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Dr.John Dr.John
Album: Ske-Dat-De-Dat: The Spirit of Satch
Label: The Last Music Company
Tracks: 13

This is a re-release of the late Mac "Dr. John" Rebenack's 2014 album Ske-Dat-De-Dat: The Spirit of Satch. It's the ol' voodoo medicine man's take on a selection of songs from the catalogue of Louis Armstrong - from the 20s to the 60s.

He's working here in close collaboration with arranger Sarah Morrow, and with an array of guests - some well-known, others, like Cuban "Timba" singer/rapper Telmary, perhaps being given a break the Good Doctor figured was overdue.

As you can perhaps guess from the above, this isn't a jazz recording as such - although it does feature amazing horn arrangements and players of the stature of Arturo Sandoval. Instead, it takes the Armstrong songs, and, in the main, squeezes them into modern clothes, with salsa, funk, and rap featuring strongly. Mack the Knife, for example, becomes a rap/funk groove that would fit perfectly as the theme for a police procedural series like Bosch.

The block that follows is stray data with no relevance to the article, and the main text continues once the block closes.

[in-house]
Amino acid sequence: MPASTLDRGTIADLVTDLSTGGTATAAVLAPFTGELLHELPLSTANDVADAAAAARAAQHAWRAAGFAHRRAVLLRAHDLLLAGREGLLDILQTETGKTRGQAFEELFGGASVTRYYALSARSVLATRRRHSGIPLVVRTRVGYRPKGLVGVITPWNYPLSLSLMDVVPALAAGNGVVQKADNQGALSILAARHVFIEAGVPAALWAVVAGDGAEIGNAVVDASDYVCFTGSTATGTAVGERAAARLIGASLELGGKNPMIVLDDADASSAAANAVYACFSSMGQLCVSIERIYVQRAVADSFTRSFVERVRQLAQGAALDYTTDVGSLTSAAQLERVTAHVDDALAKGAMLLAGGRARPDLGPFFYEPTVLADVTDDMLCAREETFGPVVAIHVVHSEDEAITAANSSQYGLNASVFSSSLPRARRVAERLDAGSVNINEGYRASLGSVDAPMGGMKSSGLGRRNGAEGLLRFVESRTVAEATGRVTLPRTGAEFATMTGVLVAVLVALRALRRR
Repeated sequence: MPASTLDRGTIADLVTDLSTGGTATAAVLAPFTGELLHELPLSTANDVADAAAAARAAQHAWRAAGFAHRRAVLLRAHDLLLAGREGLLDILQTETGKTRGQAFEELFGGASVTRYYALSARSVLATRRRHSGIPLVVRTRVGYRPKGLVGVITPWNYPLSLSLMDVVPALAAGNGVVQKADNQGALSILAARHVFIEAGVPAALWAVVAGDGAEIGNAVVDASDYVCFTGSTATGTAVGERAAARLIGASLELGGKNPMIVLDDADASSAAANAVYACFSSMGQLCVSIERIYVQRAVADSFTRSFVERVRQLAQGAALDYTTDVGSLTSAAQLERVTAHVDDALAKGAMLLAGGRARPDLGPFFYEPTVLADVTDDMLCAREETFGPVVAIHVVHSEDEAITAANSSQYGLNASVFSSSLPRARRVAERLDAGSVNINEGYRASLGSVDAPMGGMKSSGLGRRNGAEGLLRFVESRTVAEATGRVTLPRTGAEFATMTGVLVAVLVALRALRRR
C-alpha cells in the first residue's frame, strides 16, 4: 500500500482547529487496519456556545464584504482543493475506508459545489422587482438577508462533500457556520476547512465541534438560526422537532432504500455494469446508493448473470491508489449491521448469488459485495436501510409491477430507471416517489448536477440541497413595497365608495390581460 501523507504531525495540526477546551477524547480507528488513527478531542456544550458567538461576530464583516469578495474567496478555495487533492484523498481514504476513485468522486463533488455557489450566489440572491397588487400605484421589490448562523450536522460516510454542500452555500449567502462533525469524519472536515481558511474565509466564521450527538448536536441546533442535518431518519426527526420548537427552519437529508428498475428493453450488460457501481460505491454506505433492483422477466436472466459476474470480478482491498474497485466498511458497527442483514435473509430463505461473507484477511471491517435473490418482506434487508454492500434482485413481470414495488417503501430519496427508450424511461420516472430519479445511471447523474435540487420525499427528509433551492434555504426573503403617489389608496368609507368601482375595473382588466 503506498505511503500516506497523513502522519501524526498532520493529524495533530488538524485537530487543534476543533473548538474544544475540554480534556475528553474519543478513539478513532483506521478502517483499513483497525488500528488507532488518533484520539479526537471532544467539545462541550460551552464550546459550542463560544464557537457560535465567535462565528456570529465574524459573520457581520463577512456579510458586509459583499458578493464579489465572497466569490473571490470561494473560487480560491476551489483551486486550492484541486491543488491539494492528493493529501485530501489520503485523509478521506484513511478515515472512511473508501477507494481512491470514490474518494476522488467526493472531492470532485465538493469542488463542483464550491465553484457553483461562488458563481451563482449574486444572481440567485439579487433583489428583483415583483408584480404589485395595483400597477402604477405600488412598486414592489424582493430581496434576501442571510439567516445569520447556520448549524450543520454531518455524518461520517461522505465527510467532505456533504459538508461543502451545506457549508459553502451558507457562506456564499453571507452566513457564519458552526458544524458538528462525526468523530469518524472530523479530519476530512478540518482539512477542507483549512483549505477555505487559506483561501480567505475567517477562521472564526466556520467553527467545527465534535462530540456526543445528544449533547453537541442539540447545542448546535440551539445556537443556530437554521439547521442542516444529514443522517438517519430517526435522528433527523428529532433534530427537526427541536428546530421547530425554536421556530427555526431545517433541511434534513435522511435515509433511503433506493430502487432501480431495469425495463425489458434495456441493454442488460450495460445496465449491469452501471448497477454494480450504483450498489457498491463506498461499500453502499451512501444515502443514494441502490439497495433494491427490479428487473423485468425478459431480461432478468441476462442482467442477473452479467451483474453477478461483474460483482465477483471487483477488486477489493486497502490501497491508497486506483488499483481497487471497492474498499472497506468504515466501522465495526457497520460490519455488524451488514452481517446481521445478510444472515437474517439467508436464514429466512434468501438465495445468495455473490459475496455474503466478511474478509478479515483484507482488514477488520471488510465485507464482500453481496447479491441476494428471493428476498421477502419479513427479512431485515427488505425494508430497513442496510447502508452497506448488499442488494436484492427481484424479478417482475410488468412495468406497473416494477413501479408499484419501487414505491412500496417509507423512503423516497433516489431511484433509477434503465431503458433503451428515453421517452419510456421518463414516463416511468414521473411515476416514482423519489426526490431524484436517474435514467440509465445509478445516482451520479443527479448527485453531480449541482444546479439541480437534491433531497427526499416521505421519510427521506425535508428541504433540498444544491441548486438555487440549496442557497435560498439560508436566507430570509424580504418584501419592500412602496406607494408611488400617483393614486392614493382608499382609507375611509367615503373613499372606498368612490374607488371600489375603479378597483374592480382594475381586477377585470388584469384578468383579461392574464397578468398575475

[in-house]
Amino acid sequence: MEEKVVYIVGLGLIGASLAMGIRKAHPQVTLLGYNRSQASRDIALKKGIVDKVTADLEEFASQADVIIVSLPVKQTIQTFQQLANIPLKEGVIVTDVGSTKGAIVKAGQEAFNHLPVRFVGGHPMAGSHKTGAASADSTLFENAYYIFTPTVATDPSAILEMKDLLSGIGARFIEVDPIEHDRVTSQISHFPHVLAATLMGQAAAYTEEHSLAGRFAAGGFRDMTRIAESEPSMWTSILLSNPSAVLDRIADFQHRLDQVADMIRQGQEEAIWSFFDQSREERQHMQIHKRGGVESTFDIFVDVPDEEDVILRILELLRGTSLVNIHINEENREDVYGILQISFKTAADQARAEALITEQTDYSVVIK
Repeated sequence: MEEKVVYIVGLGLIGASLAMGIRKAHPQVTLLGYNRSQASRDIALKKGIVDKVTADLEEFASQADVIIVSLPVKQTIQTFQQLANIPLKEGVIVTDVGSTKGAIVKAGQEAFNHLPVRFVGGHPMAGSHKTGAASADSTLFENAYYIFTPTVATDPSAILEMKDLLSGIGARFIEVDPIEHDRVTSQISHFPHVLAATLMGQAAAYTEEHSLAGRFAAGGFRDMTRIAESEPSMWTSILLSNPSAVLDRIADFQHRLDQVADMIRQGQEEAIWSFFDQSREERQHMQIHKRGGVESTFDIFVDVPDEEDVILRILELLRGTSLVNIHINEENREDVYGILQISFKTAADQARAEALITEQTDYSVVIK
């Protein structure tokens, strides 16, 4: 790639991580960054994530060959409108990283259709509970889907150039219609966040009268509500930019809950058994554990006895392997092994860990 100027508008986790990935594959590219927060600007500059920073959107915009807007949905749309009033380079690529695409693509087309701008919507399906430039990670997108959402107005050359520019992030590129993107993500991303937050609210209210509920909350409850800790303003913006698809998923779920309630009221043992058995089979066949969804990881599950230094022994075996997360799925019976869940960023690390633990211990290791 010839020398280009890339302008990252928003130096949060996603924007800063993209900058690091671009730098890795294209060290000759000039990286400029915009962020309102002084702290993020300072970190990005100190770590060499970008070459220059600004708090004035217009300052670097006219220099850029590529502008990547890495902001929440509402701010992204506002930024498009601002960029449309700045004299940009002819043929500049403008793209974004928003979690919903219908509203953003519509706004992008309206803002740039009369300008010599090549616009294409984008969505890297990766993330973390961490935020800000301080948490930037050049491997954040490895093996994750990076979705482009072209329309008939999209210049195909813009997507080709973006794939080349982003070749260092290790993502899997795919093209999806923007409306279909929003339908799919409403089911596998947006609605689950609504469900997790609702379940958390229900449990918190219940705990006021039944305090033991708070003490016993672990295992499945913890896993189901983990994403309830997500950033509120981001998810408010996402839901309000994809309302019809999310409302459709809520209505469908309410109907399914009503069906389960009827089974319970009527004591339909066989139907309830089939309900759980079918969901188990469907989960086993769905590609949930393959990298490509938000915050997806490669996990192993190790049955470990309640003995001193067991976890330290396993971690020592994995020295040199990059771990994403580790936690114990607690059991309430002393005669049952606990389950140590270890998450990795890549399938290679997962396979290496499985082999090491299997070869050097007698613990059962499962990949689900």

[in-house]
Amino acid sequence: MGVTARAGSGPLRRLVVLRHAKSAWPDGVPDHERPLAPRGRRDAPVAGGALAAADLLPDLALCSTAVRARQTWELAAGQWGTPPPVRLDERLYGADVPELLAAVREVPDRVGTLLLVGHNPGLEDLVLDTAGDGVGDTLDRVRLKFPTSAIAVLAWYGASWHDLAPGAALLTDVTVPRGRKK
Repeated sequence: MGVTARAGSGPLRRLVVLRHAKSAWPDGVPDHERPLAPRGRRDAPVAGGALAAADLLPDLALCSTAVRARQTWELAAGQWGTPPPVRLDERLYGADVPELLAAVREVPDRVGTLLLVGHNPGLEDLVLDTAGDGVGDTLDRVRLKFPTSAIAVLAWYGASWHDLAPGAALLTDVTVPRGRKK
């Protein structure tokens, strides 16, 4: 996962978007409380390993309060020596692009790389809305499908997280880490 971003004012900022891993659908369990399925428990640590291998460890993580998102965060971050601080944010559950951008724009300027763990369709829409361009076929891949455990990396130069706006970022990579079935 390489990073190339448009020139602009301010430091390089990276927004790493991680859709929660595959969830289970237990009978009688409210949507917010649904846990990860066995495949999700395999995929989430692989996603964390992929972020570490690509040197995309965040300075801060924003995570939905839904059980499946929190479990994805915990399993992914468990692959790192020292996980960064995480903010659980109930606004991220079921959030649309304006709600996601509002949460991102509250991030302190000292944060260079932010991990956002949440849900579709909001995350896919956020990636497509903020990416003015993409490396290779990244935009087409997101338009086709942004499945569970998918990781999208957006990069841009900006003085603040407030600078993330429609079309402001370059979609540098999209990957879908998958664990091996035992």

Probably the closest to a Louis-type arrangement is World on a String, where Mac duets with the bluesy Ms Bonnie Raitt who, I'm assuming, plays a real 50s-ish guitar solo unmodulated by anything aside from the period's signature reverb canyon. Apart from that, it could, stylistically at least, have been a duet between Louis and Ella.

Dr John himself switches between piano and vocals, mixing-up singing solo, duetting, and taking the sideman role in favour of guests like Telmary or R'n'B singer Ledisi. Of the duets, my favourite is a funked-up take on Louis and Billie Holiday's Sweet Hunk o' Trash, featuring blues lady Shemekia Copeland, who really has a voice to be reckoned with.

Much of the album however draws, via those fat horns, on the kind of late 60s/early 70s jazz-funk sound that characterised so many TV and movie detective tales. That sort of thing seems to be making a bit of a comeback due to its atmospheric sound and rolling rhythms - my mention of Bosch wasn't just a casual aside. If I were the showrunner for such a production, I could do worse than dip into this album for my theme and background tracks. Motherless Child would be a prime candidate, and is also, arguably, the best vocal production here.

My only reservation about the production is that the vocal quality is a bit variable. While Motherless Child is perfect, the opener, an uptempo What a Wonderful World, would really have benefitted from less top and more middle to warm it up from the rather harsh result we have here. However, that's a minor quibble, this is an excellent album from a much-missed musical personality.

Bob Leslie